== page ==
In an attempt to control CaCO3 deposits in industrial recycling water systems, the performance of acrylic acid (AA)–allylpolyethoxy carboxylate (APEL) copolymer as an economical and environmentally friendly inhibitor have been investigated by static experiments, scanning electron microscopy (SEM), X-ray diffraction (XRD), and thermogravimetric analysis (TGA). The experimental results revealed that AA–APEL (acrylic acid–allylpolyethoxy carboxylate copolymer) achieved the maximum scaling inhibition efficiency of 99.1%. The results of SEM and XRD studies revealed that both the morphology and aggregation of calcium carbonate crystals had been changed, when the inhibitor was added. Moreover, the results of TGA further confirmed the scaling mechanism of the copolymer.
For environmental and economic reasons, a greater number of cycles for industrial water should be used. However, this cannot be realized without development of scale control methods (Ling et al. 2012; Wang et al. 2014; Al-Hamzah & Fellows 2015; Liu et al. 2016). The potential of mineral precipitation continues to be by far the most costly design and operating problem in recycling water systems (Al Nasser et al. 2011; Zhang et al. 2016). Commonly, mineral precipitation consists of calcium scales, zinc scales, magnesium hydroxide, ferric hydroxide, barium sulfate, etc., among which calcium carbonate scales are considered most frequent in cooling water systems (Alimi et al. 2006; Hasson et al. 2011; Wang et al. 2016).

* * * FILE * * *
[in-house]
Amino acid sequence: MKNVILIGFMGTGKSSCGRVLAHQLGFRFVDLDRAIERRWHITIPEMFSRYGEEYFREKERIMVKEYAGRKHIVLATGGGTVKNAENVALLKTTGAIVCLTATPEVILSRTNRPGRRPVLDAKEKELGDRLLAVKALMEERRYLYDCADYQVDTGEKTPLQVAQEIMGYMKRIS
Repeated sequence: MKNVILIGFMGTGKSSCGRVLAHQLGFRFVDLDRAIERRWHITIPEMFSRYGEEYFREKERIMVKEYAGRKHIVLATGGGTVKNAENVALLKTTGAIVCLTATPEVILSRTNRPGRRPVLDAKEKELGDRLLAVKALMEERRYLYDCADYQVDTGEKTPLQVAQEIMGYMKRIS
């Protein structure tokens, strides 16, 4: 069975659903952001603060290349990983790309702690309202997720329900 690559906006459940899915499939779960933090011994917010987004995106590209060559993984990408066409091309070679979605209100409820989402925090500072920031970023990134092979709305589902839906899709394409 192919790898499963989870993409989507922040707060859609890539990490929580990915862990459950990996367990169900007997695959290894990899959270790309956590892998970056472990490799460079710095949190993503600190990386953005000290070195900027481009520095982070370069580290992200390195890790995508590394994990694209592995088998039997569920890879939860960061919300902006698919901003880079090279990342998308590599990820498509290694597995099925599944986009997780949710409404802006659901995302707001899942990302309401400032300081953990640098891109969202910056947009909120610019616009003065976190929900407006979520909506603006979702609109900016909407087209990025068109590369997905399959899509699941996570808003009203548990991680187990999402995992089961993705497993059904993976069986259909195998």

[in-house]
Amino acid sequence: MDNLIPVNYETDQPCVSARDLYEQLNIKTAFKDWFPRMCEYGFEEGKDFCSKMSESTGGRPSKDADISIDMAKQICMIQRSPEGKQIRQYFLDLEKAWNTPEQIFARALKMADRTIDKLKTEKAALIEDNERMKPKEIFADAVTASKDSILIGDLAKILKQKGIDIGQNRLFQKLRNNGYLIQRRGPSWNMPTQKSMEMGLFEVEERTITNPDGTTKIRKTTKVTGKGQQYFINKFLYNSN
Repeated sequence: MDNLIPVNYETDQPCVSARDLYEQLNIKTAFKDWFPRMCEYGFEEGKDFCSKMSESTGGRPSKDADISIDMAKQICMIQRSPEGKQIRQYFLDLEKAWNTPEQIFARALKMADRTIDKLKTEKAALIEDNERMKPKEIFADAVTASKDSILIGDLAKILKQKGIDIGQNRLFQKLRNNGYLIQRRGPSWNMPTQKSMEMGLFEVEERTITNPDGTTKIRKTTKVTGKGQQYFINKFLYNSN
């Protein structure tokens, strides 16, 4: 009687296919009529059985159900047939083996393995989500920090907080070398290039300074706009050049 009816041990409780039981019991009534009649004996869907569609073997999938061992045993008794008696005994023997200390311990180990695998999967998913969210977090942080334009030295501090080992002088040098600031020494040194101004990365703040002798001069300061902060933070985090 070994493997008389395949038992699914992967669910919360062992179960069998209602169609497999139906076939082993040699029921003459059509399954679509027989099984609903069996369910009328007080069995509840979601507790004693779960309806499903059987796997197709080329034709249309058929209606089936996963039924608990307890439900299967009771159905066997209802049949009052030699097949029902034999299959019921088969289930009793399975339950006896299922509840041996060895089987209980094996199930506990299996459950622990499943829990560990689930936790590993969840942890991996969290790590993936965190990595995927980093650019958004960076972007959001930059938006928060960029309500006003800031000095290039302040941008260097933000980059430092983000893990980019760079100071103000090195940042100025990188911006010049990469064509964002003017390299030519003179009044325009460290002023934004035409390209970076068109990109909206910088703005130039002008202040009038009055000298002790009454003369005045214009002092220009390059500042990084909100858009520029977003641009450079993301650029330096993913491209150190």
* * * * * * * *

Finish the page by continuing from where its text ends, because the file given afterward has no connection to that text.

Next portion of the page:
The most common and effective method of scale control is the use of chemical additives as scale inhibitors that retard or prevent scale formation even in very small concentrations (Zhang et al. 2016). At present, amino trimethylene phosphonic acid (ATMP) and 2-phosphonobutane-1,2,4-tricarboxylic acid (PBTCA) are well-known scale inhibitors in cooling water systems. Although the nitrogen- and phosphorus-containing scale inhibitors are highly efficient, their use is limited because these compounds are nutrients for algae, which has the potential to ruin the environment (Koelmans et al. 2001). Under the pressure of worsening global ecological and environmental problems, the concept of ‘Green Chemistry’ was proposed and green scale inhibitors became a focus of water treatment technology.